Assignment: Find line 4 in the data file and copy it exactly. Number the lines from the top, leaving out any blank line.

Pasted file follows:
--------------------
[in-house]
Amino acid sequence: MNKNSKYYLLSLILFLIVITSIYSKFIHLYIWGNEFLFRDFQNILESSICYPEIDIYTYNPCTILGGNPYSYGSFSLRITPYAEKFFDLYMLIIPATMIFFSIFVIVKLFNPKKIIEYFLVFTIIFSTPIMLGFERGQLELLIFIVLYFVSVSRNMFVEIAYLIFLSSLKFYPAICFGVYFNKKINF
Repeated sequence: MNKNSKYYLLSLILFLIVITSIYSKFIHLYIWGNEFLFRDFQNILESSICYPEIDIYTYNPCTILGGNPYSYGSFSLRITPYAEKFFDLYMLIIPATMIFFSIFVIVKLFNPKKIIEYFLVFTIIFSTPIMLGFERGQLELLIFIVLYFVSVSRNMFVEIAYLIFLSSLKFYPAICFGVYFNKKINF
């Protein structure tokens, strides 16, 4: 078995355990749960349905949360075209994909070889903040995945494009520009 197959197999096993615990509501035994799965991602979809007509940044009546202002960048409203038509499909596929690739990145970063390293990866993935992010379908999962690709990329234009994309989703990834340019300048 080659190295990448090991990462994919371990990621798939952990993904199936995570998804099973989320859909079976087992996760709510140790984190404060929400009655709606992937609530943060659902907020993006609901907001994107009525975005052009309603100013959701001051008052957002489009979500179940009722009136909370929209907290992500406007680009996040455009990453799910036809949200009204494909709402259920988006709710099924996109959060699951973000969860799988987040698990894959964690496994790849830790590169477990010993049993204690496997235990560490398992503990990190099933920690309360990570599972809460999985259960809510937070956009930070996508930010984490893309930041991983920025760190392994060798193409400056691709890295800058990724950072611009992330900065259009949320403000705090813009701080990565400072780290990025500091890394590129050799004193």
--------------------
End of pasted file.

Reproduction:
């Protein structure tokens, strides 16, 4: 078995355990749960349905949360075209994909070889903040995945494009520009 197959197999096993615990509501035994799965991602979809007509940044009546202002960048409203038509499909596929690739990145970063390293990866993935992010379908999962690709990329234009994309989703990834340019300048 080659190295990448090991990462994919371990990621798939952990993904199936995570998804099973989320859909079976087992996760709510140790984190404060929400009655709606992937609530943060659902907020993006609901907001994107009525975005052009309603100013959701001051008052957002489009979500179940009722009136909370929209907290992500406007680009996040455009990453799910036809949200009204494909709402259920988006709710099924996109959060699951973000969860799988987040698990894959964690496994790849830790590169477990010993049993204690496997235990560490398992503990990190099933920690309360990570599972809460999985259960809510937070956009930070996508930010984490893309930041991983920025760190392994060798193409400056691709890295800058990724950072611009992330900065259009949320403000705090813009701080990565400072780290990025500091890394590129050799004193």